Table of Contents

Handbook of Research Methods in Migration

Handbook of Research Methods in Migration

Elgar original reference

Edited by Carlos Vargas-Silva

Covering both qualitative and quantitative topics, the expert contributors in this Handbook explore fundamental issues of scientific logic, methodology and methods, through to practical applications of different techniques and approaches in migration research.

Chapter 23: From Dissertation to Published Research: So Close, Yet So Far

Anna O. Law

Subjects: development studies, development economics, development studies, migration, economics and finance, development economics, geography, research methods in geography, politics and public policy, migration, public policy, research methods in politics and public policy, research methods, qualitative research methods, social policy and sociology, comparative social policy, economics of social policy, migration, social policy in emerging countries, urban and regional studies, migration, research methods in urban and regional studies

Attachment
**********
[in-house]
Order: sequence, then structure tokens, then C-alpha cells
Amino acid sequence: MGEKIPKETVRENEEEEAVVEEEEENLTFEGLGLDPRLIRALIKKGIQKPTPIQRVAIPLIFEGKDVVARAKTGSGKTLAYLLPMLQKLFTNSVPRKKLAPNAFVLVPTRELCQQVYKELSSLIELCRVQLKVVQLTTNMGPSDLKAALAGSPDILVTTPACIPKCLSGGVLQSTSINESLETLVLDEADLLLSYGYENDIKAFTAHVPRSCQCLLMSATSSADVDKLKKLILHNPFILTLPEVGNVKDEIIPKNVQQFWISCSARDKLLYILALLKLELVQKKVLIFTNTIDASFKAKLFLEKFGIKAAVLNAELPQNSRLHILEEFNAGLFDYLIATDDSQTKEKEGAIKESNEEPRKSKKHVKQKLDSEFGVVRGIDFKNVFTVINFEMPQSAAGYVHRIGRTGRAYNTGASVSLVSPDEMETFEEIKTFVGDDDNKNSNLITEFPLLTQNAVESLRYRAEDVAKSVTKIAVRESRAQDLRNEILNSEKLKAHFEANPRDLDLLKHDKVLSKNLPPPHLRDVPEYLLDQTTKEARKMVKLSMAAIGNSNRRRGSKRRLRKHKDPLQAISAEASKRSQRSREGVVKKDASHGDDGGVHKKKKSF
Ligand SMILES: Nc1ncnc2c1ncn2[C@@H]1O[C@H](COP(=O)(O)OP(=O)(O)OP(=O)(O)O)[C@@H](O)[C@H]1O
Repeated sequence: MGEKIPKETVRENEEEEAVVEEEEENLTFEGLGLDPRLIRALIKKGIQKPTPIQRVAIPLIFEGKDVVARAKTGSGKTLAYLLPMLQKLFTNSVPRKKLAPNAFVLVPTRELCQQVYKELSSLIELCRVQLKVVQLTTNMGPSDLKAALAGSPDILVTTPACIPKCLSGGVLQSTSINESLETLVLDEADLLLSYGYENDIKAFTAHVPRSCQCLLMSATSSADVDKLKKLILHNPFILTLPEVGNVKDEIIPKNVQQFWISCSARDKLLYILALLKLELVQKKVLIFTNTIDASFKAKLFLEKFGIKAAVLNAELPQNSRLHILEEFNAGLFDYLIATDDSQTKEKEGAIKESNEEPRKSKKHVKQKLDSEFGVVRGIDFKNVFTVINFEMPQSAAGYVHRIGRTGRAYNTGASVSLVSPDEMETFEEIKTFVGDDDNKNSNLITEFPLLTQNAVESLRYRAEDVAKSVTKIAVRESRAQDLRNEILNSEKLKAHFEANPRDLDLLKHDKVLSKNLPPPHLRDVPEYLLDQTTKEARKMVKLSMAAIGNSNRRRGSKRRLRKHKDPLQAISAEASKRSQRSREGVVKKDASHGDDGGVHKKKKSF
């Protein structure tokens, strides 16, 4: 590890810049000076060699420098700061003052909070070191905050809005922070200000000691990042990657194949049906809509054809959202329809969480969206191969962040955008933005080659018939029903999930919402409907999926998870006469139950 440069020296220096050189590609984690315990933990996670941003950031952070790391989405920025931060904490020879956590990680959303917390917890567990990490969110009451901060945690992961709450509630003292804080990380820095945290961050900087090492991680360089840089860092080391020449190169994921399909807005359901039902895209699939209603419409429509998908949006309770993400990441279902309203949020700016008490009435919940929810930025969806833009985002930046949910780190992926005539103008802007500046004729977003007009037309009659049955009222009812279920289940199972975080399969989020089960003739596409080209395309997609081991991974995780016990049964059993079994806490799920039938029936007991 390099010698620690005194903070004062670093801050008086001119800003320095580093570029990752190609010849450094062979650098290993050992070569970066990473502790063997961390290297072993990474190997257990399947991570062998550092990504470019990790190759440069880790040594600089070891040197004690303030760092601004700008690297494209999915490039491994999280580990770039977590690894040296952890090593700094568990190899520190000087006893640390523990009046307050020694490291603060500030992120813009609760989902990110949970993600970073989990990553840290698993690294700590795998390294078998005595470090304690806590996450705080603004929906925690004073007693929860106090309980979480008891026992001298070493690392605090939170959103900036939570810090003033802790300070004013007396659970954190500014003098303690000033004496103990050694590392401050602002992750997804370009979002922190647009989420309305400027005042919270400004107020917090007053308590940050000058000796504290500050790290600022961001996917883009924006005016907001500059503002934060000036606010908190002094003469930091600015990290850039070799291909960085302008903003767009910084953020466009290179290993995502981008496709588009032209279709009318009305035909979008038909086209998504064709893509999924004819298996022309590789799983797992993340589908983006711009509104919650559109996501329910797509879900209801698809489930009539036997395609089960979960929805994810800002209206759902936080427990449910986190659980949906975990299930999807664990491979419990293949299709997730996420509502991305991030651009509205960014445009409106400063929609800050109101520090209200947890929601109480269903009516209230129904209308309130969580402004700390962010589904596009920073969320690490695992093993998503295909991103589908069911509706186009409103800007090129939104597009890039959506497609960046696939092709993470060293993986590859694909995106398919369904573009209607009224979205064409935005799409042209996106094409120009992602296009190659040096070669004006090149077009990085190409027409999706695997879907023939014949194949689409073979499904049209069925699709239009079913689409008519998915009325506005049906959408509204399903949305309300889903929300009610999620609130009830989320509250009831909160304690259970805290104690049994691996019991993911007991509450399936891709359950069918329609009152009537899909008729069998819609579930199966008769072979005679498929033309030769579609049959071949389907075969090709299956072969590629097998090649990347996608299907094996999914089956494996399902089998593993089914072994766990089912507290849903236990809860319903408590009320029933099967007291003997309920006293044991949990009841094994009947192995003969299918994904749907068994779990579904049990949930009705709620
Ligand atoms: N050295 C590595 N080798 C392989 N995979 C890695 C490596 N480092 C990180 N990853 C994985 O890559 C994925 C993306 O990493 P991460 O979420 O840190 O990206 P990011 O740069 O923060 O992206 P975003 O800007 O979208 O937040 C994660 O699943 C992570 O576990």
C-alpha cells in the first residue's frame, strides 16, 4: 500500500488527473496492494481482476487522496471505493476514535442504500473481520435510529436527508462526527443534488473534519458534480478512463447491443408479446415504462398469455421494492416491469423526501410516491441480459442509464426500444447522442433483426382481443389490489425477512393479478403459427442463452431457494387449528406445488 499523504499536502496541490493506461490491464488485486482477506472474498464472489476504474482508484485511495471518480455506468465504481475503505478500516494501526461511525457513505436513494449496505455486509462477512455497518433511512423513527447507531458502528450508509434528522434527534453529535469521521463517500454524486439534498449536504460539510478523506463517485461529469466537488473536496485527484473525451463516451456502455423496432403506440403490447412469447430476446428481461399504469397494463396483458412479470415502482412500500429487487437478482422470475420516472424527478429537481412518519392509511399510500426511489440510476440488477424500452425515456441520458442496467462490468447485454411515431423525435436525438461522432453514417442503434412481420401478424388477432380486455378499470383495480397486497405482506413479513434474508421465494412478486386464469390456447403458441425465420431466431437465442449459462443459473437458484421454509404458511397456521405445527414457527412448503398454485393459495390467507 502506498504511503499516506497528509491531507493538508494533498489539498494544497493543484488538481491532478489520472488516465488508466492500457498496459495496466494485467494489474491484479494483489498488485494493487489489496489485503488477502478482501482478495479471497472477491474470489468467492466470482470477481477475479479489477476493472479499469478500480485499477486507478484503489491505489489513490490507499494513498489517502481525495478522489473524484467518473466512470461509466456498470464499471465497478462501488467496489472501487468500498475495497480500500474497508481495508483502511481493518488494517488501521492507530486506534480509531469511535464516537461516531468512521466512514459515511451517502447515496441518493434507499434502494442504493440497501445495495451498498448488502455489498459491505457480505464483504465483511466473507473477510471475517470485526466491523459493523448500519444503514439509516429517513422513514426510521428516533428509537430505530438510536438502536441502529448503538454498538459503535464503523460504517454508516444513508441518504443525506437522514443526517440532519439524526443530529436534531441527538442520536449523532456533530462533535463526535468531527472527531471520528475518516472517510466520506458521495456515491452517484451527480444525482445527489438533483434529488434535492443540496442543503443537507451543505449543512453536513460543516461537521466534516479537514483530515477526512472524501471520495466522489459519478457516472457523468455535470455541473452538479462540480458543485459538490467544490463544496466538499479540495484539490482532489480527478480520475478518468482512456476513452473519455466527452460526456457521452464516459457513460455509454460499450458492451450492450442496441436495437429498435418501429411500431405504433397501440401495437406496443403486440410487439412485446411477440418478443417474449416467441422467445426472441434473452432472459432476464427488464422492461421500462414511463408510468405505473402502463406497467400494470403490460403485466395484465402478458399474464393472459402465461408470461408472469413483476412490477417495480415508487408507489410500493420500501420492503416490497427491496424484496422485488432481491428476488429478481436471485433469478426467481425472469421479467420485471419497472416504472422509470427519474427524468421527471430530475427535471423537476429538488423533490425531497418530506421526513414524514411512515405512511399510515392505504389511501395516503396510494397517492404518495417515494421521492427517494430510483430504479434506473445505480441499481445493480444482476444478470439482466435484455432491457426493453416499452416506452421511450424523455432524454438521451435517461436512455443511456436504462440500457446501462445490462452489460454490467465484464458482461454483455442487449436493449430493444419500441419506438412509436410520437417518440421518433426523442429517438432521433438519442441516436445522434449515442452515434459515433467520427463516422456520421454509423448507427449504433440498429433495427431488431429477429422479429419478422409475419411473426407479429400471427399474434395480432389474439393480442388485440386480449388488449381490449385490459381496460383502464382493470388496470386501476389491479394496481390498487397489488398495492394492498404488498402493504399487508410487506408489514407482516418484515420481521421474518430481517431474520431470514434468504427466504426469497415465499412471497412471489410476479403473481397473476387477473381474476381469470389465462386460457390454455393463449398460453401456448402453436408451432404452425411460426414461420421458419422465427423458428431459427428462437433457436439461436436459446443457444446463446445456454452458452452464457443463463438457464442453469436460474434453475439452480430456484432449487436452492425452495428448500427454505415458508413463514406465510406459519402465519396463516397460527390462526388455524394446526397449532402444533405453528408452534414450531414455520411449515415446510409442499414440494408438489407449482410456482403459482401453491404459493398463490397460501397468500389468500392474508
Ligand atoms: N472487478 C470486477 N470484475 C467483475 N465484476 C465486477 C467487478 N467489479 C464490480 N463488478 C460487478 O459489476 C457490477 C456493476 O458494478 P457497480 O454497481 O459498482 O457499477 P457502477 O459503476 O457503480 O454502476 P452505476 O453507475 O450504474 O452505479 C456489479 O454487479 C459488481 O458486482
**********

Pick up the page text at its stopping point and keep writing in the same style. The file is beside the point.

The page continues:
Anna O. Law When are you actually ‘finished’ with a research product? While the completion of a Master’s thesis or dissertation are major milestones in your career, these events should be conceived of as the beginning, not the end of a research project if your aim is to actually publish the research piece as a journal article or academic book. Elsewhere I have written about the search for a research question and about finding the appropriate methodology and research design to match your research question (Law, 2007). In this chapter I draw upon my own experiences from the field, particularly how to transition from a dissertation into an academic publication.1 This chapter also addresses questions of how to enhance and build on existing research by identifying and shoring up weaknesses. In revising an existing work for publication, two general themes apply: you must remain ‘flexible’ and ‘humble.’ Flexibility will be necessary because in going from existing research to publishable research, the transition may require continuing your education beyond the attainment of a degree and the learning of new and unfamiliar skills and methodologies. Humility will be required because the move from existing research to publishable research will entail receiving sometimes harsh critiques of your work and then later, it may require massive and extensive revisions to an existing project. The discussions in this chapter will also have implications for anyone revising any existing project, including conference or seminar papers, into a publishable piece in an academic journal. You breathe a...

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